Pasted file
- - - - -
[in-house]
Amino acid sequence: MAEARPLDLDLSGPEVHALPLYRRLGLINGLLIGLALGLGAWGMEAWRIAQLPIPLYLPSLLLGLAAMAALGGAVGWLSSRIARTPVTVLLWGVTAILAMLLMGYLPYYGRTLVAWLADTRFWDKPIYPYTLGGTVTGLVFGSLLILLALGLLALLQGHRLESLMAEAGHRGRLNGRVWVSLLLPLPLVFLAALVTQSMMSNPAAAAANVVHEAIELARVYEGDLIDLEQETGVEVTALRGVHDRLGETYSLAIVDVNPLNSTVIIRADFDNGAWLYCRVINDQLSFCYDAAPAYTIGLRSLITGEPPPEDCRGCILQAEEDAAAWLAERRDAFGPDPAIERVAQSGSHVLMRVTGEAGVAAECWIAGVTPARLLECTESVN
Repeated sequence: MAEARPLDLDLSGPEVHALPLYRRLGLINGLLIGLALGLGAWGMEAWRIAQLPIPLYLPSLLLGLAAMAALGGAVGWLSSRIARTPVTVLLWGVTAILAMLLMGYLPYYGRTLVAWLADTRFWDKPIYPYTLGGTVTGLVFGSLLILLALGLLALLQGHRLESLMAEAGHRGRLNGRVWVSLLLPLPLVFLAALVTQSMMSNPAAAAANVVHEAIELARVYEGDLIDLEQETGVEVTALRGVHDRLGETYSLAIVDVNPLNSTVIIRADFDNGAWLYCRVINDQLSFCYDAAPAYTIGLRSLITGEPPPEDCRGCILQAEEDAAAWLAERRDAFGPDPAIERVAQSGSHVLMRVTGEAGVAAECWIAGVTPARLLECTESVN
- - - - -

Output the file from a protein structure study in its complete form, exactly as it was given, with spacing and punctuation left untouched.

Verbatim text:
[in-house]
Amino acid sequence: MAEARPLDLDLSGPEVHALPLYRRLGLINGLLIGLALGLGAWGMEAWRIAQLPIPLYLPSLLLGLAAMAALGGAVGWLSSRIARTPVTVLLWGVTAILAMLLMGYLPYYGRTLVAWLADTRFWDKPIYPYTLGGTVTGLVFGSLLILLALGLLALLQGHRLESLMAEAGHRGRLNGRVWVSLLLPLPLVFLAALVTQSMMSNPAAAAANVVHEAIELARVYEGDLIDLEQETGVEVTALRGVHDRLGETYSLAIVDVNPLNSTVIIRADFDNGAWLYCRVINDQLSFCYDAAPAYTIGLRSLITGEPPPEDCRGCILQAEEDAAAWLAERRDAFGPDPAIERVAQSGSHVLMRVTGEAGVAAECWIAGVTPARLLECTESVN
Repeated sequence: MAEARPLDLDLSGPEVHALPLYRRLGLINGLLIGLALGLGAWGMEAWRIAQLPIPLYLPSLLLGLAAMAALGGAVGWLSSRIARTPVTVLLWGVTAILAMLLMGYLPYYGRTLVAWLADTRFWDKPIYPYTLGGTVTGLVFGSLLILLALGLLALLQGHRLESLMAEAGHRGRLNGRVWVSLLLPLPLVFLAALVTQSMMSNPAAAAANVVHEAIELARVYEGDLIDLEQETGVEVTALRGVHDRLGETYSLAIVDVNPLNSTVIIRADFDNGAWLYCRVINDQLSFCYDAAPAYTIGLRSLITGEPPPEDCRGCILQAEEDAAAWLAERRDAFGPDPAIERVAQSGSHVLMRVTGEAGVAAECWIAGVTPARLLECTESVN